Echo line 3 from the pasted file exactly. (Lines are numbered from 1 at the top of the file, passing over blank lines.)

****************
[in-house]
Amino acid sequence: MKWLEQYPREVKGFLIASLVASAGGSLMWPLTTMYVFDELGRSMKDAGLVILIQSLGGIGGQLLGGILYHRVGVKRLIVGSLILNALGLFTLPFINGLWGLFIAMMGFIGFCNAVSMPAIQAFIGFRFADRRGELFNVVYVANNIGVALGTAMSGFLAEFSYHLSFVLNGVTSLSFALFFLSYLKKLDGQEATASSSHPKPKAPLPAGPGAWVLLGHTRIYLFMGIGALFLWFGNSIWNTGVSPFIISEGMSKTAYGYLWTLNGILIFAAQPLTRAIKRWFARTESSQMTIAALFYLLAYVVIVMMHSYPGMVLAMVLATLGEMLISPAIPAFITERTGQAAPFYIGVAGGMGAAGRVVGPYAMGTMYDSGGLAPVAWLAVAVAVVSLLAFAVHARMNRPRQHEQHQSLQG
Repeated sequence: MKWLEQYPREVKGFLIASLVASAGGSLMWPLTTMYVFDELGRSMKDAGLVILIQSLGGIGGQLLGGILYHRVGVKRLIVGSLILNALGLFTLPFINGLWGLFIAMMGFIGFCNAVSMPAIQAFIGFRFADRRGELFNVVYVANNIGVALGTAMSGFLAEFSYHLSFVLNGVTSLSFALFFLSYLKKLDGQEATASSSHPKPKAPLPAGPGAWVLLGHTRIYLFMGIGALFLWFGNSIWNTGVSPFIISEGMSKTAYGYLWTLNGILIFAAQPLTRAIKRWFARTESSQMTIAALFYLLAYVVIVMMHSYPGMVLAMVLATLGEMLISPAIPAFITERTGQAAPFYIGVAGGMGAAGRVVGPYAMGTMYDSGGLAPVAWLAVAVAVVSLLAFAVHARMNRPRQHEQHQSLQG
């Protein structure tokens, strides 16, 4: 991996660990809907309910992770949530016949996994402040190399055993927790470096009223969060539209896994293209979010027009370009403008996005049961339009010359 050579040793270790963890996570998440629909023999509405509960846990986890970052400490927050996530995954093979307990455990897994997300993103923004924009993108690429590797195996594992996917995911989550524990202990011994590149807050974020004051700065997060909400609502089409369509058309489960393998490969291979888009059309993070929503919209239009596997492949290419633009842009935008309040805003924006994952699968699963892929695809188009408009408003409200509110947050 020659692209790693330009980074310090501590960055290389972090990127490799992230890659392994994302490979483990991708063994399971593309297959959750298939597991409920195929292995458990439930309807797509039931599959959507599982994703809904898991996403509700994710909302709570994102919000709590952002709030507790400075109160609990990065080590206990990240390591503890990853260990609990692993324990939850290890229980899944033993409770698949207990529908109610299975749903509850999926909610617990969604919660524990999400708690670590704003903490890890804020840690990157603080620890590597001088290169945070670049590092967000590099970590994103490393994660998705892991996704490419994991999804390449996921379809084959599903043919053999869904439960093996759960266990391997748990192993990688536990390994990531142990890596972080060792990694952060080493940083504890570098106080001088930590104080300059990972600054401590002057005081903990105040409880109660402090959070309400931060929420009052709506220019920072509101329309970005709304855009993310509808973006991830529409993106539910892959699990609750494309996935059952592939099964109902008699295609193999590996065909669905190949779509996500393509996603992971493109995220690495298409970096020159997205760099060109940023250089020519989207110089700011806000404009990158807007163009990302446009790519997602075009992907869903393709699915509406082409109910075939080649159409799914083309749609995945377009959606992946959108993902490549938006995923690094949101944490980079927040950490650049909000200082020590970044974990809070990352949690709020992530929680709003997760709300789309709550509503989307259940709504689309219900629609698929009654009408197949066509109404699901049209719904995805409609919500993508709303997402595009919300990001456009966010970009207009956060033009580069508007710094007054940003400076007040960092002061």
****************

Repeated sequence: MKWLEQYPREVKGFLIASLVASAGGSLMWPLTTMYVFDELGRSMKDAGLVILIQSLGGIGGQLLGGILYHRVGVKRLIVGSLILNALGLFTLPFINGLWGLFIAMMGFIGFCNAVSMPAIQAFIGFRFADRRGELFNVVYVANNIGVALGTAMSGFLAEFSYHLSFVLNGVTSLSFALFFLSYLKKLDGQEATASSSHPKPKAPLPAGPGAWVLLGHTRIYLFMGIGALFLWFGNSIWNTGVSPFIISEGMSKTAYGYLWTLNGILIFAAQPLTRAIKRWFARTESSQMTIAALFYLLAYVVIVMMHSYPGMVLAMVLATLGEMLISPAIPAFITERTGQAAPFYIGVAGGMGAAGRVVGPYAMGTMYDSGGLAPVAWLAVAVAVVSLLAFAVHARMNRPRQHEQHQSLQG